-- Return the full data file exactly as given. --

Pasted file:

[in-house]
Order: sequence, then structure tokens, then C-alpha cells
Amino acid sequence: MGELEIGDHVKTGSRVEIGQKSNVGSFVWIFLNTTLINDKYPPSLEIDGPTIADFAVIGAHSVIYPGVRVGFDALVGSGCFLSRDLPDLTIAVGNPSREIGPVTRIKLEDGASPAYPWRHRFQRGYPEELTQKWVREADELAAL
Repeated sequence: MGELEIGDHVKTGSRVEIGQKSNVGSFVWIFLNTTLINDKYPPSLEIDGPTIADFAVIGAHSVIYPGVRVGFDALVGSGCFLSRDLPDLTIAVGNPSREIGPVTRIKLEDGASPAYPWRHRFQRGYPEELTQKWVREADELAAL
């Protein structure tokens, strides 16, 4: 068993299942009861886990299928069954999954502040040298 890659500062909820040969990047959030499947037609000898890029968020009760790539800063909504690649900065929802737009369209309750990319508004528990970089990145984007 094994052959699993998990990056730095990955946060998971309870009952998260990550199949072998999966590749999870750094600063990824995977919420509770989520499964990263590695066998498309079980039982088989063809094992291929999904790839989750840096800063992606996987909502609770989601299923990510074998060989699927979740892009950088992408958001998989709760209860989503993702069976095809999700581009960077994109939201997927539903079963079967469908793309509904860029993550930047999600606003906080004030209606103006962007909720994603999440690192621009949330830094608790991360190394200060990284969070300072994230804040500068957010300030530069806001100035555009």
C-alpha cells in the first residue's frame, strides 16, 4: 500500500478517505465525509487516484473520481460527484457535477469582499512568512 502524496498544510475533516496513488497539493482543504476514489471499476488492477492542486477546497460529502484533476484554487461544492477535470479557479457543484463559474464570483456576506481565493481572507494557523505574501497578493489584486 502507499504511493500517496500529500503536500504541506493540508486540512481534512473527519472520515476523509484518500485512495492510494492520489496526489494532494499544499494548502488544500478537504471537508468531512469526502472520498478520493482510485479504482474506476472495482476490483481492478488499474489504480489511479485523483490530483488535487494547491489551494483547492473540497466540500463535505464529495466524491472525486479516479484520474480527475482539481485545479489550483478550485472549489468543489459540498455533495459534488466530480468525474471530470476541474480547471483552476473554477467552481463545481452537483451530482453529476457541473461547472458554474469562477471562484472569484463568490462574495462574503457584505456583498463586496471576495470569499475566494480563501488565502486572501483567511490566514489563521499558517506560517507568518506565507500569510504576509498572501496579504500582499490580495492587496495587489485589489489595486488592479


[in-house]
Order: sequence, then structure tokens, then C-alpha cells
Amino acid sequence: MGELEIGDHVKTGSRVEIGQKSNVGSFVWIFLNTTLINDKYPPSLEIDGPTIADFAVIGAHSVIYPGVRVGFDALVGSGCFLSRDLPDLTIAVGNPSREIGPVTRIKLEDGASPAYPWRHRFQRGYPEELTQKWVREADELAAL
Repeated sequence: MGELEIGDHVKTGSRVEIGQKSNVGSFVWIFLNTTLINDKYPPSLEIDGPTIADFAVIGAHSVIYPGVRVGFDALVGSGCFLSRDLPDLTIAVGNPSREIGPVTRIKLEDGASPAYPWRHRFQRGYPEELTQKWVREADELAAL
């Protein structure tokens, strides 16, 4: 068993299942009861886990299928069954999954502040040298 890659500062909820040969990047959030499947037609000898890029968020009760790539800063909504690649900065929802737009369209309750990319508004528990970089990145984007 094994052959699993998990990056730095990955946060998971309870009952998260990550199949072998999966590749999870750094600063990824995977919420509770989520499964990263590695066998498309079980039982088989063809094992291929999904790839989750840096800063992606996987909502609770989601299923990510074998060989699927979740892009950088992408958001998989709760209860989503993702069976095809999700581009960077994109939201997927539903079963079967469908793309509904860029993550930047999600606003906080004030209606103006962007909720994603999440690192621009949330830094608790991360190394200060990284969070300072994230804040500068957010300030530069806001100035555009």
C-alpha cells in the first residue's frame, strides 16, 4: 500500500478517505465525509487516484473520481460527484457535477469582499512568512 502524496498544510475533516496513488497539493482543504476514489471499476488492477492542486477546497460529502484533476484554487461544492477535470479557479457543484463559474464570483456576506481565493481572507494557523505574501497578493489584486 502507499504511493500517496500529500503536500504541506493540508486540512481534512473527519472520515476523509484518500485512495492510494492520489496526489494532494499544499494548502488544500478537504471537508468531512469526502472520498478520493482510485479504482474506476472495482476490483481492478488499474489504480489511479485523483490530483488535487494547491489551494483547492473540497466540500463535505464529495466524491472525486479516479484520474480527475482539481485545479489550483478550485472549489468543489459540498455533495459534488466530480468525474471530470476541474480547471483552476473554477467552481463545481452537483451530482453529476457541473461547472458554474469562477471562484472569484463568490462574495462574503457584505456583498463586496471576495470569499475566494480563501488565502486572501483567511490566514489563521499558517506560517507568518506565507500569510504576509498572501496579504500582499490580495492587496495587489485589489489595486488592479